Violence is motivated by person�s actual or perceived sexual orientation or gender identity. This shows the level of homophobia and transphobia that exists within Jamaican society. Transgender individuals lack access in Jamaica to hormonal and surgical treatments for transition process causing many to seek alternative methods without the aid of trained professionals. Stigma and discrimination also act as a deterrent for Trans persons accessing health care: confidentiality issues, as well as fear of losing their lives, mean that many members of the Trans community do not access sexual and reproductive health services.
If things are to improve we need to modify existing laws and legislations so as to remove legal and policy barriers such as the non-recognition of the identities of Trans persons, and laws justifying transphobic violence. This will support Trans persons living in Jamaica fully participating in all areas of public life which would also be in up keeping with the SDG goals, specifically goals 5 and 10 which speak about gender equality and reduced inequalities, as well as goal 3 which has a target on ensuring universal sexual and reproductive health services and ending AIDS by 2030.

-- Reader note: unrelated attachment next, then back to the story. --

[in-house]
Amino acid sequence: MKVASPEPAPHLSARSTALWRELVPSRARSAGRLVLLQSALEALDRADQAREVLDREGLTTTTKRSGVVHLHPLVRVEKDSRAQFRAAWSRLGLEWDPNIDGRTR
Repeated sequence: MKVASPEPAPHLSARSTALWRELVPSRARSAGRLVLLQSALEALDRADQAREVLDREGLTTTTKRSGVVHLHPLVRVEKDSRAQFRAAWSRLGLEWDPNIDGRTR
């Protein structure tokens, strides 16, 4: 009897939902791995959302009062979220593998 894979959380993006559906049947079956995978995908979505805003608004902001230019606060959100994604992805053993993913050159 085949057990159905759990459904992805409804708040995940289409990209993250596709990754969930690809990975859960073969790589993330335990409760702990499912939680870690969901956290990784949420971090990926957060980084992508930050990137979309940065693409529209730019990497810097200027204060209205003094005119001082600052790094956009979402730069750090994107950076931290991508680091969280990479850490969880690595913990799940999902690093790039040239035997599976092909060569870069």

It is also important to provide young people with comprehensive sexuality education that teaches about human rights, identity, and gender equality, as a way of promoting inclusivity and preventing violence and abuse. We also need to train health care providers to deliver stigma-free services to ensure that Trans people are able to access the health care services we need.
Visibility is crucial in the fight against inequality. If we don�t take a public stand, then nothing will change. People of Trans experience and allies need to speak up for Trans rights and continue pushing for justice and equality for all.
(This blog is a repost from the Act!2030 weblog in observance of the International Day of Trans Visibility. You may visit the original post here.)